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21 Aug 2015

One million environmental investment kick starts Sherford community build

A major investment has been made in the Sherford community even before the first brick has been laid, with more than £1m worth of planting and environmental improvements already taking place. The Sherford Consortium has embraced a host of measures to enhance and protect the landscape and wildlife.

The work forms part of the largest habitat creation scheme in the South West, and has seen 200,000 trees (22 hectares) already planted on site by local contractors. This is the first stage in creating a 500-acre community parkland, which will be accompanied by allotments, urban parks, communal gardens, as well as an extensive network of cycle and footpaths, designed by the award winning south west based landscape and urban design practice Lavigne Lonsdale.

“In many developments the houses comes first and the green space comes later, but not at Sherford,” said Brian Deacon, Sales and Marketing Director, Sherford Consortium. “From the outset, the vision for Sherford has been a community integrated into the picturesque Devon countryside. We are committed to honouring this and the woodland and parkland is our foundation, taking shape well ahead of building work.”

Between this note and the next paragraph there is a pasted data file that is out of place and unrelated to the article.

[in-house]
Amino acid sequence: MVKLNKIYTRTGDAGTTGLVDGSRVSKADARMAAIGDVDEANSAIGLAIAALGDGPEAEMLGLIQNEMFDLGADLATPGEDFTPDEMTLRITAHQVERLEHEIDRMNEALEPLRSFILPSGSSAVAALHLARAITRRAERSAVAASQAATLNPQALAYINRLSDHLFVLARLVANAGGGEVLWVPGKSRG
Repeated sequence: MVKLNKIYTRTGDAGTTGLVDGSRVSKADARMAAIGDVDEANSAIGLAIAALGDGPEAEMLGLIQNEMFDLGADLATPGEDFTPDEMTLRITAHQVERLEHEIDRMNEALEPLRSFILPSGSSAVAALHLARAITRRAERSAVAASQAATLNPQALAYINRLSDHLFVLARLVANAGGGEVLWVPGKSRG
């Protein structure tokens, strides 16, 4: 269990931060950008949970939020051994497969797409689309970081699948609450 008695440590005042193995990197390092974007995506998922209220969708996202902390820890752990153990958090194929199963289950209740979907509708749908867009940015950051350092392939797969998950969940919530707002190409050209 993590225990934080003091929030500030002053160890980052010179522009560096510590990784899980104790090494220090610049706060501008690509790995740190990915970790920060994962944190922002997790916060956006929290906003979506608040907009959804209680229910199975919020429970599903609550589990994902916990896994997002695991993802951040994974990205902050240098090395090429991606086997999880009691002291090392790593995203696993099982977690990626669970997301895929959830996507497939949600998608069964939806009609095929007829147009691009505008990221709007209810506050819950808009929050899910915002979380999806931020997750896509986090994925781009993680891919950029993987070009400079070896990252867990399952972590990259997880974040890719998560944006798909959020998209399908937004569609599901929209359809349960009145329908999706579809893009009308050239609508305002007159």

Plympton-based firm, YGS Landscapes, has been tasked with a significant part of the advance planting work and has been busy on site since early last year. The Sherford Consortium is committed to working with local firms in the development of the community, investing both directly and indirectly into the local economy.

Sherford Wildlife

A large part of the environmental focus has been the creation of ‘wildlife corridors’, around 40m wide in parts. So called, because they are a planned network of green spaces connected across the site, enabling wildlife to move and thrive. A mix of woodland, dense hedgerows and countryside, it is a dramatic change to the current farmland, designed to encourage wildlife to forage, settle and navigate.

Continuing its commitment to the environment, an onsite ‘bat bridge’ is soon to be under construction, expected to be completed by the autumn. This is designed to conserve the local bat population, of which there are at least 14 species. A novel structure, the bat bridge will extend across the main road in the town – like a pedestrian footbridge would. Mimicking the look of the wildlife corridors and with associated planting, it will screen out light from the road and help the bats to navigate more easily.

Leading the bat bridge design and ongoing monitoring is Dr James Riley, Associate Director for ecology at AECOM, who said: “Sherford is rich with local wildlife, including bats, badgers, breeding birds, small reptiles and other creatures. Our ethos is not only to protect but to enhance. By attracting and accommodating wildlife, we expect to see a net increase in wildlife over time.”

Brian Deacon, Sales and Marketing Director, Sherford Consortium, Sherford Consortium said: “Sherford not only needs to accommodate residents but the local wildlife too. We will continue to invest in ecology initiatives, with a view to Sherford becoming one of the most ‘green’ and sustainable towns in the country.”

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